Italian and Belgian engineers have developed a control algorithm to balance a four-legged robot, through which he can not fall, standing on two legs. They showed how real 90-pound robot stands on two legs without falling, and also conducted a simulation where the virtual robot of the same design managed to get a beam width of six inches. Article about the algorithm will be presented in the conference IROS 2020.
Often the four-legged robot is considered as a very passable machine, and partly because their development was stimulated by military, who planned to use them to transport cargo over rough terrain. In many respects this advantage arises from the fact that four-legged robot can adjust the position and height of each leg to the peculiarities of the relief. In some instances, the topography may be such that conventional algorithms can not cope with the calculation of the stable points of footwork and maintaining balance.
Engineers under the leadership of Claudio Semini (Claudio Semini) from the Italian Institute of technology taught the quadruped robot to cope with two special cases of difficult terrain, a control algorithm learned to stand on two support points and to go one by one thin pillar forward.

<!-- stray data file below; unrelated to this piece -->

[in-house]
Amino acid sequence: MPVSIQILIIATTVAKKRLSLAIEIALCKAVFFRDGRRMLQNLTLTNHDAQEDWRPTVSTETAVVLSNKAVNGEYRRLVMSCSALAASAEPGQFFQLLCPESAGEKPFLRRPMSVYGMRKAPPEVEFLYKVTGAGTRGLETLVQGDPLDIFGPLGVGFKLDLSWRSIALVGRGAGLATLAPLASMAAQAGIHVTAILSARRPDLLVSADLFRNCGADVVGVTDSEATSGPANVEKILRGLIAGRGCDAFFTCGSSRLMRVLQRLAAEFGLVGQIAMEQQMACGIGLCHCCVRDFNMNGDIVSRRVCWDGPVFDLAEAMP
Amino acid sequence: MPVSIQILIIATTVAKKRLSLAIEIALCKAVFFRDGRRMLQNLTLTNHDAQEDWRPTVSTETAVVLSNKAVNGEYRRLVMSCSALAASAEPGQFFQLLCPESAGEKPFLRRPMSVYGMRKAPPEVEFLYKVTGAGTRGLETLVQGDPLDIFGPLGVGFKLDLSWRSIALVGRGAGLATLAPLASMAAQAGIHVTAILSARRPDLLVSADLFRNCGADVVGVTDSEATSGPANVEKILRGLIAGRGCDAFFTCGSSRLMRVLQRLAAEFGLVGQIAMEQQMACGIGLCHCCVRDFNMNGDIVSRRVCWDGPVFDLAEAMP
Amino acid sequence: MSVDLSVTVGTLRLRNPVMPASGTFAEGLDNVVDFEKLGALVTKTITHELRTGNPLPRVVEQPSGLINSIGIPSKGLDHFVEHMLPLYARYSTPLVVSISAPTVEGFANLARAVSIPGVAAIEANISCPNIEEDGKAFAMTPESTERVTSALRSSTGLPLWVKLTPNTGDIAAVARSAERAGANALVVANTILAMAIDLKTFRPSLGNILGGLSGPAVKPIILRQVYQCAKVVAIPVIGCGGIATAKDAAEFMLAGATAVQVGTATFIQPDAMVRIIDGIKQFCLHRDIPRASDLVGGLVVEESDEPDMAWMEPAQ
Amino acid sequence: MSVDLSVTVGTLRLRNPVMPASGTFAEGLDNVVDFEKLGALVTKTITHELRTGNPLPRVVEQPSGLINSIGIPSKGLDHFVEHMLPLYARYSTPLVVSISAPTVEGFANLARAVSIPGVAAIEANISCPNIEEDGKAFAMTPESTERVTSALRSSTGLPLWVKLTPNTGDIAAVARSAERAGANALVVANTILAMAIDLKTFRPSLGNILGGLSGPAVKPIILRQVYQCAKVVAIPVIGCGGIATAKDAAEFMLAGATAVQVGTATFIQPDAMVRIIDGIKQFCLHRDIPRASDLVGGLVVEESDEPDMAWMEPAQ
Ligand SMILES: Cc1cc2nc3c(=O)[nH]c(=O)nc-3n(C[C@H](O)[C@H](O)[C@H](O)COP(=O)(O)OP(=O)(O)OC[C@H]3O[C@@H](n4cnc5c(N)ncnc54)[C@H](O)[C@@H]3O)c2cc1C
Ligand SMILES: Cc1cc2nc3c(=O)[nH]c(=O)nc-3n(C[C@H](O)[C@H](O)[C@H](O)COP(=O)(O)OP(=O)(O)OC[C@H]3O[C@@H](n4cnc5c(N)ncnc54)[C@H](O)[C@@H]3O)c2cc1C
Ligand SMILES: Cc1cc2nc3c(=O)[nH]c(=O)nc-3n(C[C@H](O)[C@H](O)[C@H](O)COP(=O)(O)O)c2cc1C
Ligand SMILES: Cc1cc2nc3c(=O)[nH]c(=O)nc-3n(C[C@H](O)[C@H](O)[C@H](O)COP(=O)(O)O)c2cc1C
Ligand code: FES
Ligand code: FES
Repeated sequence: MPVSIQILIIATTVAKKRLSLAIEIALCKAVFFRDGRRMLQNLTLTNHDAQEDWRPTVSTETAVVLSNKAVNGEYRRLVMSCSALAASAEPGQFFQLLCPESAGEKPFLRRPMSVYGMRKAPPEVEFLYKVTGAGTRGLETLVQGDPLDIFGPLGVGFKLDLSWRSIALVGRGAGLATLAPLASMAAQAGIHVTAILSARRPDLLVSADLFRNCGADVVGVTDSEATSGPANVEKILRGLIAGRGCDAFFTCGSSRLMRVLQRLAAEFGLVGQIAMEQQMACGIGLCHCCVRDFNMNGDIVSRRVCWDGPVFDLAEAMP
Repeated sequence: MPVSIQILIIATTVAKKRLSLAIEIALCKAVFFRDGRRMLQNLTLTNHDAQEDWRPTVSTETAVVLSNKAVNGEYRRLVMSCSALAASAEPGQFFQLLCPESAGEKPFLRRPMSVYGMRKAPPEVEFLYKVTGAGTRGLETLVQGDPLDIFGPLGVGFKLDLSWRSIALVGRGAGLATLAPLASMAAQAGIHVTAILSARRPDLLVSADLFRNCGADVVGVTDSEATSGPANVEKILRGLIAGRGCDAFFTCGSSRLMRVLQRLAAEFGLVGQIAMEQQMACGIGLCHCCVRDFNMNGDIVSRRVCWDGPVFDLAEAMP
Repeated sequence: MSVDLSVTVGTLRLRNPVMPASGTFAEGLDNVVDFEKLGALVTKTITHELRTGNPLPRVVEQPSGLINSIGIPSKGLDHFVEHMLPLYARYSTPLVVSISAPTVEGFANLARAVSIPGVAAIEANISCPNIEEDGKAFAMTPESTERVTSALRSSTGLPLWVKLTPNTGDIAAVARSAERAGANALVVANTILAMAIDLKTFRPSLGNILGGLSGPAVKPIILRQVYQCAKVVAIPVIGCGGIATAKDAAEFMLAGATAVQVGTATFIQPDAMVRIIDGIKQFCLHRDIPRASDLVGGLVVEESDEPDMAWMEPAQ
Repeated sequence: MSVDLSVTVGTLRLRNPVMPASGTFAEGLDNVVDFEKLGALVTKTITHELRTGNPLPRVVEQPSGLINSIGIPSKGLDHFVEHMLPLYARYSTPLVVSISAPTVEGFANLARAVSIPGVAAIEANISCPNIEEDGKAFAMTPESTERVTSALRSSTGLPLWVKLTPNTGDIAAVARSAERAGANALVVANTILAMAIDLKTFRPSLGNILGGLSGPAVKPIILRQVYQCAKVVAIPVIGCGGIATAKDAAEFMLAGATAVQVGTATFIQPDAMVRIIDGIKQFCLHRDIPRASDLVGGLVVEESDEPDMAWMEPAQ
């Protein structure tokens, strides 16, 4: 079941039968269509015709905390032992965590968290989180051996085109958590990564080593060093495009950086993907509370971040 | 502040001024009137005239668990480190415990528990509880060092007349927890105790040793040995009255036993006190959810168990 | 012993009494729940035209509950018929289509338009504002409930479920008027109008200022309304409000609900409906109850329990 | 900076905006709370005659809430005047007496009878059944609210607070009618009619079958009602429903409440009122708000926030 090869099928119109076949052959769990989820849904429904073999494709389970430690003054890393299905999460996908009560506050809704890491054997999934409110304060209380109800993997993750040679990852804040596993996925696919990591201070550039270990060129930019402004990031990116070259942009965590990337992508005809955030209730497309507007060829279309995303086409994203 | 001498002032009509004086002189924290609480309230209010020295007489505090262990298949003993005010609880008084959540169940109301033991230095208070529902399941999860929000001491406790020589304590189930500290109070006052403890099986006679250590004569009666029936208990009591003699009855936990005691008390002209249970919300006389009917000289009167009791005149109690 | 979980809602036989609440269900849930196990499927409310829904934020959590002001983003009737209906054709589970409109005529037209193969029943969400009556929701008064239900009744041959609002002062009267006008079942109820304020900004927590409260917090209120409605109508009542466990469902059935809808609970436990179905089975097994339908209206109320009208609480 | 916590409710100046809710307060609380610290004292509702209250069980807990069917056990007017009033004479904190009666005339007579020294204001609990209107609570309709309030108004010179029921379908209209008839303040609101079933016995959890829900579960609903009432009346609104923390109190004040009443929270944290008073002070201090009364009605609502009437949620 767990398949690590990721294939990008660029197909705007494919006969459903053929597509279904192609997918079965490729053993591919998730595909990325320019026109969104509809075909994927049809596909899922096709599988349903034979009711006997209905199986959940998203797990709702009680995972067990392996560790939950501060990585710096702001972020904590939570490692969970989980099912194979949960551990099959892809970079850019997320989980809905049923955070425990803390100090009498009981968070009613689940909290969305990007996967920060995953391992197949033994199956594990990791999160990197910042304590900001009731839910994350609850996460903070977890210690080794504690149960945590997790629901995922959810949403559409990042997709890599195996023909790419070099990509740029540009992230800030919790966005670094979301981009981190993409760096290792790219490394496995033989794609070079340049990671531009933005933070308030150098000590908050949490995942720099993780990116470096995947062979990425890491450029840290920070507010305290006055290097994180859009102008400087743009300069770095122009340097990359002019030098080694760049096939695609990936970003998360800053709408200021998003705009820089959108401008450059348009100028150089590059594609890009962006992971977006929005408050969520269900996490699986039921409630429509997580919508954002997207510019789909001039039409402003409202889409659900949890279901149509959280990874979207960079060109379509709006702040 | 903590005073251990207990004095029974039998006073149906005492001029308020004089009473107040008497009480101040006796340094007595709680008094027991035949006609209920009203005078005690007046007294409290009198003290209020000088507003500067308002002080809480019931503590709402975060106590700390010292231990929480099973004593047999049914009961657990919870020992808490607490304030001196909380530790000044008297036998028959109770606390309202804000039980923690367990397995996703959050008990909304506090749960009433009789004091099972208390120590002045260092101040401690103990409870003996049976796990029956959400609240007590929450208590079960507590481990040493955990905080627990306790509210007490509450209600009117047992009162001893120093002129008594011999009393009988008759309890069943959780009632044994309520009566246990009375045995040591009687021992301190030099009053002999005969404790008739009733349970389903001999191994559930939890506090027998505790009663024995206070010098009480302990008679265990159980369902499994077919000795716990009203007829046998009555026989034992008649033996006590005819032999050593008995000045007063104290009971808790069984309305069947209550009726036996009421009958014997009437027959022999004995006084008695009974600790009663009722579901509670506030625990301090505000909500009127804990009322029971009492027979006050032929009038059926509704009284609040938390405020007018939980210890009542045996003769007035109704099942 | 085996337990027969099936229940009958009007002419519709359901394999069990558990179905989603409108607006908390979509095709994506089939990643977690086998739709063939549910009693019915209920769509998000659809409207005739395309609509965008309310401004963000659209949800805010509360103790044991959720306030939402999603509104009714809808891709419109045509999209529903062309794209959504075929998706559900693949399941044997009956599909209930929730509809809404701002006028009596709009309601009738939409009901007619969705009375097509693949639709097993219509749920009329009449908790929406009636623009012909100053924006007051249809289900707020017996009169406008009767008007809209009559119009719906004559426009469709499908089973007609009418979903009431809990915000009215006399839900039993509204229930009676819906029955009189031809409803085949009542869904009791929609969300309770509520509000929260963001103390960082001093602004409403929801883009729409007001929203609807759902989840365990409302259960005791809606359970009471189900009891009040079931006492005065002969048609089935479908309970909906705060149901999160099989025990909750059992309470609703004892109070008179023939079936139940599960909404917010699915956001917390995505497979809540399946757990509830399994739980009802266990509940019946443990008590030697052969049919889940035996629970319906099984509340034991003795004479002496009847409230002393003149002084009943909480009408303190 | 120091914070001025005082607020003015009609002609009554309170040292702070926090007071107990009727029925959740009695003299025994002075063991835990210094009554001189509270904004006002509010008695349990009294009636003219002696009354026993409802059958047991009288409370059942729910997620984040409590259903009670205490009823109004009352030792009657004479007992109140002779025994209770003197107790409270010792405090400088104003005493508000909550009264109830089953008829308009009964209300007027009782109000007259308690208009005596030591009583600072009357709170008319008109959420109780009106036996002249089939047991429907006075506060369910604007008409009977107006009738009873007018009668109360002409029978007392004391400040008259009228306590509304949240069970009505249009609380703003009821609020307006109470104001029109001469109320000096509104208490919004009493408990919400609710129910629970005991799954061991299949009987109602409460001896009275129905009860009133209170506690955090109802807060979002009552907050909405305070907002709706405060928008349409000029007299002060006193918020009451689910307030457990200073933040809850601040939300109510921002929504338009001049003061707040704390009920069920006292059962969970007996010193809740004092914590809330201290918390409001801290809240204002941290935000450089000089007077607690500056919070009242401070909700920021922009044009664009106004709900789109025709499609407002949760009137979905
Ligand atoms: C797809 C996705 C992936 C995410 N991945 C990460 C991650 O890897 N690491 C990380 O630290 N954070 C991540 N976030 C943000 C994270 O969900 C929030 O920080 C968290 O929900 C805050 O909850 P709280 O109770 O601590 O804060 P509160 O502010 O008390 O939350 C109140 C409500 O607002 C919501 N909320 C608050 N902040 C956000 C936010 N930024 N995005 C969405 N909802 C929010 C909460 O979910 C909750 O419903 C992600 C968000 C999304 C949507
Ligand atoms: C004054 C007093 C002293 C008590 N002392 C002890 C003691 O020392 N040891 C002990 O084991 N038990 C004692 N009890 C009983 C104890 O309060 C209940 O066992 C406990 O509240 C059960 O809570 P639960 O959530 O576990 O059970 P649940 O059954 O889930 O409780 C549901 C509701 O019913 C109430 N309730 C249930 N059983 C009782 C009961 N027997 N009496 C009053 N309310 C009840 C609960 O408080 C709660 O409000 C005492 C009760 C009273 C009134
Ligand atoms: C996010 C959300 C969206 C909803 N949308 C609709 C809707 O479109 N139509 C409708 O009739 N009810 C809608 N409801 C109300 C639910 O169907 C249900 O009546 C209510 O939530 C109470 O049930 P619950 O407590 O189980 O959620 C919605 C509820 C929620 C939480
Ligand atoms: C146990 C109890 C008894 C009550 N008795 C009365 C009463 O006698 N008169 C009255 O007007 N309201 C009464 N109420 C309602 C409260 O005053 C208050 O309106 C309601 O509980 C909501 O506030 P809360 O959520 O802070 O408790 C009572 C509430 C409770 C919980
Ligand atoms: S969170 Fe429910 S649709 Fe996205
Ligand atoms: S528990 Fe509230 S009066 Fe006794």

A new algorithm for balancing in the first stage considers the robot as a flat reverse of the pendulum. It has two degrees of freedom and two main parameters: the maximum growth rate and time zavalivanija, that is the time that will pass from the vertical position before falling on the floor, if the robot does not resist it. This simple model is able to describe the motion of the robot, but it is insufficient to control them, so the developers have also written an algorithm that transforms the model state into commands for a real robot.
Also the robot has an algorithm that is responsible for the movement along a narrow line. It moves one pair of legs situated diagonally, forward, and the second while hanging in the air. The algorithm calculates the symmetric motion, which minimally affect the balancing in the longitudinal plane.
The developers showed a whole bunch of algorithms in simulation, demonstrating how an accurate model of the robot overcame a four-foot beam with a width of six inches (when the diameter of the tip of the leg is four inches). They also demonstrated a real test of balancing algorithm for a quadruped robot HyQ hydraulically operated. The robot was able to not only stand on two legs alone, but to keep from falling, when the little man pushed him in different directions.
Last year, the American engineers demonstrate new skills unusual symmetrical four-legged robot ALPHRED2. In particular, they taught him to balance on two legs and two other legs to raise the box and put it on the table.